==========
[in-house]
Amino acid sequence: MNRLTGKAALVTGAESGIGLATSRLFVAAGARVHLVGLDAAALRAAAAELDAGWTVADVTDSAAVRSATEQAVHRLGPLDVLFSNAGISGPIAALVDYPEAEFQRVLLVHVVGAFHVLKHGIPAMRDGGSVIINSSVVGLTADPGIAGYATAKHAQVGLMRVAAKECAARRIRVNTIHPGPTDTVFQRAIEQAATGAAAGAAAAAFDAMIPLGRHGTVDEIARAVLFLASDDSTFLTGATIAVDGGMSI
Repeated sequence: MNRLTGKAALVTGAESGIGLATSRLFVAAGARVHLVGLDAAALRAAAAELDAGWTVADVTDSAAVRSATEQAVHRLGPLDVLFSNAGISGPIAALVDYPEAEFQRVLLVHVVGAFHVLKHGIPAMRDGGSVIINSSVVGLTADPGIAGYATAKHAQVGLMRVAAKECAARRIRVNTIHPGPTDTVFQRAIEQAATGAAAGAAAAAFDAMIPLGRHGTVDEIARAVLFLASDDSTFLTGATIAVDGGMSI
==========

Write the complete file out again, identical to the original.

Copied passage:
[in-house]
Amino acid sequence: MNRLTGKAALVTGAESGIGLATSRLFVAAGARVHLVGLDAAALRAAAAELDAGWTVADVTDSAAVRSATEQAVHRLGPLDVLFSNAGISGPIAALVDYPEAEFQRVLLVHVVGAFHVLKHGIPAMRDGGSVIINSSVVGLTADPGIAGYATAKHAQVGLMRVAAKECAARRIRVNTIHPGPTDTVFQRAIEQAATGAAAGAAAAAFDAMIPLGRHGTVDEIARAVLFLASDDSTFLTGATIAVDGGMSI
Repeated sequence: MNRLTGKAALVTGAESGIGLATSRLFVAAGARVHLVGLDAAALRAAAAELDAGWTVADVTDSAAVRSATEQAVHRLGPLDVLFSNAGISGPIAALVDYPEAEFQRVLLVHVVGAFHVLKHGIPAMRDGGSVIINSSVVGLTADPGIAGYATAKHAQVGLMRVAAKECAARRIRVNTIHPGPTDTVFQRAIEQAATGAAAGAAAAAFDAMIPLGRHGTVDEIARAVLFLASDDSTFLTGATIAVDGGMSI